Last but not least, a special vote of thanks to the host Chamber – Penang Chinese Chamber of Commerce, for their warm hospitality and excellent physical arrangements made for this Annual General Meeting.

Thank you.



PRESS STATEMENT ON INCREASE IN GAS AND ELECTRICITY TARIFFS

 |  June 01, 2011  | Posted in Press Releases |  Post a comment  |  

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ACCCIM expresses its concern over the recent increase in gas and electricity tariffs and reiterates its request on the need for the Government to have consultative dialogue with industry groups before implementing any drastic increase in tariffs. This is necessary to obtain feedback from the various industries on the impact of such increase on their production cost and competitive edge.

Re gas price, ACCCIM requests the Government to compare our gas price with the price in other gas producing countries which support their local industries. The Chambers is not seeking for special rates but rather a competitive rate in the mid range prices charged by other gas producing countries for supply to their local industries. With this, our industries will be able to compete with them.

On electricity tariffs, ACCCIM urges the Government and TNB to be more innovative in finding ways to reduce the cost of generating electricity. The Chambers would like to suggest that industry experts be engaged to study the investment cost per megawatt as well as operating and distributing costs compared to others in order for us to be more competitive. The experts can also determine areas of improvement pertaining to investment cost, running cost and manpower cost, amongst others.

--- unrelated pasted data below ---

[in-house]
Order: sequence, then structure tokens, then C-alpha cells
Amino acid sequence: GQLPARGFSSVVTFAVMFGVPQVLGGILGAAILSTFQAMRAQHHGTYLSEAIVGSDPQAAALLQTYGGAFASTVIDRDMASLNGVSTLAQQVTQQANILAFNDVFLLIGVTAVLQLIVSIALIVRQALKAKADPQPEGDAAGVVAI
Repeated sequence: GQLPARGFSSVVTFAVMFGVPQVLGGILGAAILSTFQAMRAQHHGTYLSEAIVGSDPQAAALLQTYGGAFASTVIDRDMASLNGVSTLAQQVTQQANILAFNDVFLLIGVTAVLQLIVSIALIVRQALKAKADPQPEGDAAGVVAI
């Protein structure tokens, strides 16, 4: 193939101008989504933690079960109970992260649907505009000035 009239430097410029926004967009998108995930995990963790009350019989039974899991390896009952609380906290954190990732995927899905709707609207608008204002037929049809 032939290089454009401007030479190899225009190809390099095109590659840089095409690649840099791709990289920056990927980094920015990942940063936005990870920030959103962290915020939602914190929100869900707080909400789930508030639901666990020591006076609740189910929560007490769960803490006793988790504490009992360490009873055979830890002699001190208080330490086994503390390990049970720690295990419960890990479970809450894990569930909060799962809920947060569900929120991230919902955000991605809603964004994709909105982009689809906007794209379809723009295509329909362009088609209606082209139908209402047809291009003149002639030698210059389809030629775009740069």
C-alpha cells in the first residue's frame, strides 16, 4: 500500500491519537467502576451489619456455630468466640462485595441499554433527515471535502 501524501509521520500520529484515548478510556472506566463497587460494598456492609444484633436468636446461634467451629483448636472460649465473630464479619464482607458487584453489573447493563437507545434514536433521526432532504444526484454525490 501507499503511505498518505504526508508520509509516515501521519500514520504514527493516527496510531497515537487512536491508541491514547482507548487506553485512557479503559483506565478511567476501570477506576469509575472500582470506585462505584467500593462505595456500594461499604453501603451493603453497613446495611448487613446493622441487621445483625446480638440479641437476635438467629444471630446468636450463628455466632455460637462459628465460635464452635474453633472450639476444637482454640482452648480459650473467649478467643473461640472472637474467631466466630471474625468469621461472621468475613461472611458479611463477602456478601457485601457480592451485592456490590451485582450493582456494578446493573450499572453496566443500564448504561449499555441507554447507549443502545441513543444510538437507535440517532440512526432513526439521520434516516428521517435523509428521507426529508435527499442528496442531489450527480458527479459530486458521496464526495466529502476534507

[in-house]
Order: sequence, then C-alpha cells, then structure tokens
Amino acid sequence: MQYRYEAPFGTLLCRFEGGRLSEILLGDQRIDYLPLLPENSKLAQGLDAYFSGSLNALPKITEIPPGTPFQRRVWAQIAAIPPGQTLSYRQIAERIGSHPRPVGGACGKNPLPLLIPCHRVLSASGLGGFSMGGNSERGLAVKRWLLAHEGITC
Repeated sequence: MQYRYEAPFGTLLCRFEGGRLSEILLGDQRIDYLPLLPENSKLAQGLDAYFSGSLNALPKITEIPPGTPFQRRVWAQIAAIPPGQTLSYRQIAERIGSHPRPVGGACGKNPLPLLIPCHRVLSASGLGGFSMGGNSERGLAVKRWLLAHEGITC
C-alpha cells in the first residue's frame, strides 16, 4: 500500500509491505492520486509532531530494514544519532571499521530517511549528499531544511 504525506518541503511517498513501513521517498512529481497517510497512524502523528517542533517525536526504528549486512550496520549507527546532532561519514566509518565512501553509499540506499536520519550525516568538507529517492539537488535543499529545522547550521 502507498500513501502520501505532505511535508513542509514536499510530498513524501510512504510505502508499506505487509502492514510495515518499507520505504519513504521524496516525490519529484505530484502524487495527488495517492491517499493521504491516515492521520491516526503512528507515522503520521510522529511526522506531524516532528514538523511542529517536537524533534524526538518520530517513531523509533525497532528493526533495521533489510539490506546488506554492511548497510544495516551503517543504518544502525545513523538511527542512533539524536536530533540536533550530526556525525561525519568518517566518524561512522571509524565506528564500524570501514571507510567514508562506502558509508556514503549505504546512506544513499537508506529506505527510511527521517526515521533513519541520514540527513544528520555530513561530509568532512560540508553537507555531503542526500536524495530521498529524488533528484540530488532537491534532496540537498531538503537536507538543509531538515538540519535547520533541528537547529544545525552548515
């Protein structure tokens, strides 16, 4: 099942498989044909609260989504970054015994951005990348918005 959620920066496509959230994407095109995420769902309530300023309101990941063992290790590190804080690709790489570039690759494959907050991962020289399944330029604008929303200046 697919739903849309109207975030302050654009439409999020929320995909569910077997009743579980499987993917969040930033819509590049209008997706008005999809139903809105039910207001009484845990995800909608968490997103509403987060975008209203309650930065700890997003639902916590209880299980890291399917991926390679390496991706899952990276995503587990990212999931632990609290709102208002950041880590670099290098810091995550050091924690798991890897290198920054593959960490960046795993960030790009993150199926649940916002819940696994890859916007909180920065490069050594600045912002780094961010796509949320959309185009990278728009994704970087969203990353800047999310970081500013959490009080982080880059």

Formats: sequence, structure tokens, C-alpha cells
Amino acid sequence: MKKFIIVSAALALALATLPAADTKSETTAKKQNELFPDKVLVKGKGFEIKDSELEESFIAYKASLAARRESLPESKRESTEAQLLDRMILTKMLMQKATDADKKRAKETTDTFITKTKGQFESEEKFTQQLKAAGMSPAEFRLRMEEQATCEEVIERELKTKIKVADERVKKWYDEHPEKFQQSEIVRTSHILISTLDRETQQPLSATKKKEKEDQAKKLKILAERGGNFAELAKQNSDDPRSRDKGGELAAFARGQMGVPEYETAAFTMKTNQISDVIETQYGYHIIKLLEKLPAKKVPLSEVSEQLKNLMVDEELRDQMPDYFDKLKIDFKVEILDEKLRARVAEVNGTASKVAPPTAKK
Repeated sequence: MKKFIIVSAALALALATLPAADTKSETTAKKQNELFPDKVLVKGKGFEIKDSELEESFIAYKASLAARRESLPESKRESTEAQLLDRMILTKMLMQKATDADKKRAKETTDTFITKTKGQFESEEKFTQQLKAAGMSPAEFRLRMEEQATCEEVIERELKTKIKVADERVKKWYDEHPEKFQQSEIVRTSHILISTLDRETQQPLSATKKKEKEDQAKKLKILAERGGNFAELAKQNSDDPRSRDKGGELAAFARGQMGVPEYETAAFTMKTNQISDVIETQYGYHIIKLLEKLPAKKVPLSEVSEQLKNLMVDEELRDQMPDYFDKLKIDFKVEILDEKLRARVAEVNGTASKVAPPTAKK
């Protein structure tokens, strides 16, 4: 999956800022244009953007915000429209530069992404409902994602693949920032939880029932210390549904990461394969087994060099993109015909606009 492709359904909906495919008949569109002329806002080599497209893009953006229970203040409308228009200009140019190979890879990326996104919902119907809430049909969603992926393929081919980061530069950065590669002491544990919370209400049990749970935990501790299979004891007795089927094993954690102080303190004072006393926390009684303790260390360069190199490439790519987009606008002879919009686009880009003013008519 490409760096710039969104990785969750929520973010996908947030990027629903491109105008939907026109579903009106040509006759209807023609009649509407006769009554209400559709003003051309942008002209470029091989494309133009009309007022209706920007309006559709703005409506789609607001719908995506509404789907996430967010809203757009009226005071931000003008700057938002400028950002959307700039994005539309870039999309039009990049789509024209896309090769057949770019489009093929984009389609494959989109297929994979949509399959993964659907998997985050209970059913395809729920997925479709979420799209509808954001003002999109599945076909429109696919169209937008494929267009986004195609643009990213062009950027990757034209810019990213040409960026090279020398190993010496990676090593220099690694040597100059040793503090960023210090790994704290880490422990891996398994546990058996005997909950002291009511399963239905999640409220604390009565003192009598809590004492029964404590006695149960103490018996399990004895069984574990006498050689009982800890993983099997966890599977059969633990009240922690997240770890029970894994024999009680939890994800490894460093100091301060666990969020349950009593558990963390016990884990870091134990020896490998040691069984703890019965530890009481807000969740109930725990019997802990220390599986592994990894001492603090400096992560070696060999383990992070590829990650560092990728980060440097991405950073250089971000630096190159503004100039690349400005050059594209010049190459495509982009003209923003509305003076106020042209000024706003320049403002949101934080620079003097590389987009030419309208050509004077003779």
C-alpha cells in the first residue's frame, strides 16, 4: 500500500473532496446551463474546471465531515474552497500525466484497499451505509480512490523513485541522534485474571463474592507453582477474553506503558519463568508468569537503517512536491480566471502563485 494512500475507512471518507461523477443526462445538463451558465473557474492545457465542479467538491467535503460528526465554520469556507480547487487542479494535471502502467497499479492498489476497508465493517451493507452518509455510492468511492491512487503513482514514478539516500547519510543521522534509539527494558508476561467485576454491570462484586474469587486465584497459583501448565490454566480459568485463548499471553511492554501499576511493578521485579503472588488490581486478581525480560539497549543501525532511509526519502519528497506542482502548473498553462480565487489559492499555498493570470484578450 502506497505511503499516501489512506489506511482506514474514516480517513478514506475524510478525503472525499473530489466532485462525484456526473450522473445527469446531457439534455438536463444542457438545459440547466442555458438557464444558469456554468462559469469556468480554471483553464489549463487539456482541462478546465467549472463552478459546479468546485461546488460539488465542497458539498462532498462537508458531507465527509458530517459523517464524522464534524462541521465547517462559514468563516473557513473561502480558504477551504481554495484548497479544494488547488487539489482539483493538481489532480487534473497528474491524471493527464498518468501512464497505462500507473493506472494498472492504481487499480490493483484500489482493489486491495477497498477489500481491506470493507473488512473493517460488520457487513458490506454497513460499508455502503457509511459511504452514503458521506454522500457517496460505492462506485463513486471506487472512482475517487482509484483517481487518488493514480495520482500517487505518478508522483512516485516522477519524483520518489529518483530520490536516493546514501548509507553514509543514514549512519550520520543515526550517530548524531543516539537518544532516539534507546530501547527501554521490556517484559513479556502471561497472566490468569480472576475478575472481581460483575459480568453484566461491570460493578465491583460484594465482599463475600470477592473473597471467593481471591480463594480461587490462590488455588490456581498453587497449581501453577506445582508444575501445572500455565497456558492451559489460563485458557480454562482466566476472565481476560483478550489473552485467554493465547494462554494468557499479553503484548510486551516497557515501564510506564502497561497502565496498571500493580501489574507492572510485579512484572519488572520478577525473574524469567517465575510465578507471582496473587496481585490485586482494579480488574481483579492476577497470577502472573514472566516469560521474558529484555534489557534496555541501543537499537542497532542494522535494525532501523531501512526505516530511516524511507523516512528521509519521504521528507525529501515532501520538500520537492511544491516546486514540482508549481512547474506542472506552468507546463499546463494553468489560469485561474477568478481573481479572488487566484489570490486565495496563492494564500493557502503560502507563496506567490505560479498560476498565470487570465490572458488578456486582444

ACCCIM supports the Government’s move to provide free electricity and/or subsidized rate to the lower income group and tertiary education for our youths. These initiatives however should be borne by the Government and not by TNB which as the national electricity utility company can become more efficient and reduce its cost to enable the manufacturing sector in Malaysia to expand its activities and compete internationally.

One way to assist the manufacturing sector to reduce operating costs is to extend the electricity off-peak hours to full day on Saturday, Sunday and Public Holidays. TNB and manufacturers can work together to reschedule their production to run during off-peak on Saturday and Sunday. Factories can schedule their rest day to be on a weekday; that is each day from Monday to Friday, 1/5 or 20% of the factories will have its rest day as scheduled. This will help to reduce the Maximum Demand from industry by 20% during the peak period on weekdays thereby alleviating the load on TNB.

ACCCIM proposes that the Government invites the Federation of Malaysian Manufacturers (FMM), industry associations and trade chambers including ACCCIM to participate in the proposed cost-cutting exercise with the help of industry experts to seek ways for TNB to reduce its cost and make Malaysia more efficient and competitive in the manufacturing sector.

1-6-2011